Friday, March 21, 2008

Reporting Gifts to Physicians -- on this I Agree

There's now a Senate and House of Representatives version of the "Physician Payment Sunshine Act," which would require pharmaceutical companies to post in electronic format (ie, Web site) every gift or payment over $25 made to a physician (and name, address, etc. of the physician). Not just gifts given directly by drug reps, but also "through an agent, subsidiary, or other third party" and not just directly to physicians, but also "an entity that a physician is employed by, has tenure with, or has a significant ownership interest in; or to a covered organization in which a physician has a significant professional membership interest..."

This "sunshine" bill also has a few dark clouds associated with it.

I have to agree with Bob Ehrlich of DTC Perspectives that "this bill seems overly onerous" and "is meant to discourage payments to doctors by outing them and the drug company on a public site."

Bob also said:
"I would support public disclosure of payments of significance such as for speaking to other physicians on a drug company's behalf. I would also support disclosure of free trips to symposia or other influence peddling events such as Super Bowl trips. Clearly reporting large payments is useful in public understanding of how drug companies influence doctors."
Do I agree with this? I hate to sound like a Clinton, but it all depends on what "large" means. Is "large" more than $100? This is the cutoff amount specified in PhRMA's voluntary guidelines on gifts to physicians. Usually, these types of bills attempt to codify such voluntary guidelines and I'm not sure where the $25 limit came from other than the idea of setting the bar so low that it would put the pharma "tchochke" industry out of business!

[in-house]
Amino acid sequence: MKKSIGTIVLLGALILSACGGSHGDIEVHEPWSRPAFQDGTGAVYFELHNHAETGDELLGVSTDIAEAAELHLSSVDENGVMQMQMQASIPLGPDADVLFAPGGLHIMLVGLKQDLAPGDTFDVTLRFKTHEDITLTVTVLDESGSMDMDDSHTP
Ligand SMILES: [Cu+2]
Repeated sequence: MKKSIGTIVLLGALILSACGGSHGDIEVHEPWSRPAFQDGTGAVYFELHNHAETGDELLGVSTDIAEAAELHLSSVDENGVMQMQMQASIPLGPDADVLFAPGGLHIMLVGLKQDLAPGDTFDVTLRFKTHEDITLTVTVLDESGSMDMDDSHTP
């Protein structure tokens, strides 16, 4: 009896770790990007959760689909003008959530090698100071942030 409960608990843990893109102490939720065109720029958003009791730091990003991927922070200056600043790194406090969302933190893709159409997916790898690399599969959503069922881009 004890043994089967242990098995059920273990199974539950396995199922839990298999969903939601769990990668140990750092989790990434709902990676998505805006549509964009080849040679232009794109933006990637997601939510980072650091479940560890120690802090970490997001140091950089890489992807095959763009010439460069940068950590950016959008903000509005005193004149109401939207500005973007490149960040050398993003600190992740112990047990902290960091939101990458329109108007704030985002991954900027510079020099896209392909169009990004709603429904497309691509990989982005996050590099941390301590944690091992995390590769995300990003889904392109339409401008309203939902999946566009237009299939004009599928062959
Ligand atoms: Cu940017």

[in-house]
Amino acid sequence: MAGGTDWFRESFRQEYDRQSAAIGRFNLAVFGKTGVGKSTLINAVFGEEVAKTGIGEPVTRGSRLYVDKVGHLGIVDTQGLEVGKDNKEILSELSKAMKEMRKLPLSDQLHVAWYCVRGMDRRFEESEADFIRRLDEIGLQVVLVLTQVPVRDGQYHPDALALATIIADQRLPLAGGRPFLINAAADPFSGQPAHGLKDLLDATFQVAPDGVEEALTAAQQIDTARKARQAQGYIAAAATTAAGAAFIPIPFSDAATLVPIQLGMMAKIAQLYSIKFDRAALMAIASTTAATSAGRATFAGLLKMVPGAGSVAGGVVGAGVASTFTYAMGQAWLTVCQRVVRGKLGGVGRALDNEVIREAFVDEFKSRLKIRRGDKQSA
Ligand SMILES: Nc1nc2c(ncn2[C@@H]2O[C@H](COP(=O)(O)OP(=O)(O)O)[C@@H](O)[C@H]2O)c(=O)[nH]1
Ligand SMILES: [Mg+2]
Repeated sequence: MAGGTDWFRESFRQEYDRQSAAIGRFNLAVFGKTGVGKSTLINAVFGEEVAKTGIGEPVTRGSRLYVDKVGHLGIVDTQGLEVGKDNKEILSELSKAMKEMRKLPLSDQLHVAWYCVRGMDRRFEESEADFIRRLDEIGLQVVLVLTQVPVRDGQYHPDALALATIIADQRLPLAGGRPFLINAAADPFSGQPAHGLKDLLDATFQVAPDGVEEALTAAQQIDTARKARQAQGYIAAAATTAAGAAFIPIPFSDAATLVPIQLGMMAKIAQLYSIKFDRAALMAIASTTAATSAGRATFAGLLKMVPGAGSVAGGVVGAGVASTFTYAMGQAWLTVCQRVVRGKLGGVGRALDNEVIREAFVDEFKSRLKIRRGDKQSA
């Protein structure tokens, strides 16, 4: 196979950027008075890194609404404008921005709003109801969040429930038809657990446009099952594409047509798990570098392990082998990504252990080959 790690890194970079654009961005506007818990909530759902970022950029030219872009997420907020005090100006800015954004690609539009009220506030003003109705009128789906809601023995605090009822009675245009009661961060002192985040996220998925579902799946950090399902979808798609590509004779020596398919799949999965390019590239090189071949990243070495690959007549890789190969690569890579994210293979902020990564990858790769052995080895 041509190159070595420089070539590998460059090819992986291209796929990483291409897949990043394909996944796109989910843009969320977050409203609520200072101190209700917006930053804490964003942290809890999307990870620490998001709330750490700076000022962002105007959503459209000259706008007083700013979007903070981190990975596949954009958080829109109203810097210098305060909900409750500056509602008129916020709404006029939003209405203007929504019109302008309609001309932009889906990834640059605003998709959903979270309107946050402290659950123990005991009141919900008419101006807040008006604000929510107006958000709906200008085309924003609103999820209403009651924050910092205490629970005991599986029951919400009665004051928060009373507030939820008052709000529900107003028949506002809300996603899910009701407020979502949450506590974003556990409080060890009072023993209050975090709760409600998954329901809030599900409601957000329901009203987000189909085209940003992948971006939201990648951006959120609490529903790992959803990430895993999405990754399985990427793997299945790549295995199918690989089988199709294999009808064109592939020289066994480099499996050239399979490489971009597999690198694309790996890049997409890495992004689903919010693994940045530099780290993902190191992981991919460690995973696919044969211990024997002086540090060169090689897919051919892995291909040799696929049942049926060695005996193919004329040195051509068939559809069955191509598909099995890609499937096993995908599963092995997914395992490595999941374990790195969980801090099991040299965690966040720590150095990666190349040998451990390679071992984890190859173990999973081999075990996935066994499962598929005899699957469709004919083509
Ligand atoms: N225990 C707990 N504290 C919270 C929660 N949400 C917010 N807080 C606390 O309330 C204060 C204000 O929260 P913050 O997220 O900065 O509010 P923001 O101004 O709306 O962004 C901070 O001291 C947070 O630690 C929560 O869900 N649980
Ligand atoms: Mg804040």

Industry-sponsored CME Also In This Bill's Sights
The bill would also require reporting of payments made to physicians for "participation in a medical conference, continuing medical education, other educational or informational program or seminar, or funded research (such as lab-based, epidemiology, or health services research) that is not a clinical trial; provision of materials related to such a conference, educational or informational program or seminar, or research; or remuneration for promoting or participating in such a conference, educational or informational program or seminar, or research;"

Survey Results
Pharma Marketing News, which I publish, did a survey of readers in 2006 asking their opinions on whether or not the following gifts to physicians create conflicts of interest:

* Free drug samples
* Free meals away from the office
* Pharma-supported CME (free to physicians)
* Payment for consulting relationships
* Payment for travel to meetings or scholarships to attend meetings
* Payment for participation in speakers bureaus
* Free provision of ghostwriting services
* Grants for research projects
* Payment for attendance at lectures and conferences
* Free lunch delivered to office in exchange for sales presentation

You can review an interactive summary of the results (de-identified, excludes open-ended responses and comments that may identify the respondent) here.

For a complete in-depth analysis with comments from Pharma Marketing Roundtable participants, see the article "Free Gifts to Physicians: What's the Big Deal?" published in the February, 2006 issue of Pharma Marketing News (subscription or reprint fee required to access the full text of this article).

1 comment:

  1. Anonymous9:21 AM

    Many US state government offices (and maybe Federal) restrict vendor gifts to their employees to under $25. The number might have come from these policies. I don't think the two situations are equivalent -- I suspect that not much thought was given to the particular number.


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